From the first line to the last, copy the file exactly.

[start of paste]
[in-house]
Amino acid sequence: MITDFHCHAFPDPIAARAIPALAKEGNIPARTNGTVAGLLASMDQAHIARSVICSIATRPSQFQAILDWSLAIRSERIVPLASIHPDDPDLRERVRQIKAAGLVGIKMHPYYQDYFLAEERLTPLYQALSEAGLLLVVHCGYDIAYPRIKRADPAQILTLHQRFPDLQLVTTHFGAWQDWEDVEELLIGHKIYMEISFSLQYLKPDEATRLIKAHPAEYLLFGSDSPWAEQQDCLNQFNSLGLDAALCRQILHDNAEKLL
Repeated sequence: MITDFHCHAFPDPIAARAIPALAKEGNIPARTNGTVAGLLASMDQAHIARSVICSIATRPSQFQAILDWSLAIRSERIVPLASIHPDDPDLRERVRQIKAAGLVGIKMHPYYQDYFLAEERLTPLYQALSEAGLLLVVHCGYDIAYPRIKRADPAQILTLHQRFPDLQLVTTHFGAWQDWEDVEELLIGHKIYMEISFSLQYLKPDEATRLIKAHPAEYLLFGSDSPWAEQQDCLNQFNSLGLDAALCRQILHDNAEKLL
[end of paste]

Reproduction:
[in-house]
Amino acid sequence: MITDFHCHAFPDPIAARAIPALAKEGNIPARTNGTVAGLLASMDQAHIARSVICSIATRPSQFQAILDWSLAIRSERIVPLASIHPDDPDLRERVRQIKAAGLVGIKMHPYYQDYFLAEERLTPLYQALSEAGLLLVVHCGYDIAYPRIKRADPAQILTLHQRFPDLQLVTTHFGAWQDWEDVEELLIGHKIYMEISFSLQYLKPDEATRLIKAHPAEYLLFGSDSPWAEQQDCLNQFNSLGLDAALCRQILHDNAEKLL
Repeated sequence: MITDFHCHAFPDPIAARAIPALAKEGNIPARTNGTVAGLLASMDQAHIARSVICSIATRPSQFQAILDWSLAIRSERIVPLASIHPDDPDLRERVRQIKAAGLVGIKMHPYYQDYFLAEERLTPLYQALSEAGLLLVVHCGYDIAYPRIKRADPAQILTLHQRFPDLQLVTTHFGAWQDWEDVEELLIGHKIYMEISFSLQYLKPDEATRLIKAHPAEYLLFGSDSPWAEQQDCLNQFNSLGLDAALCRQILHDNAEKLL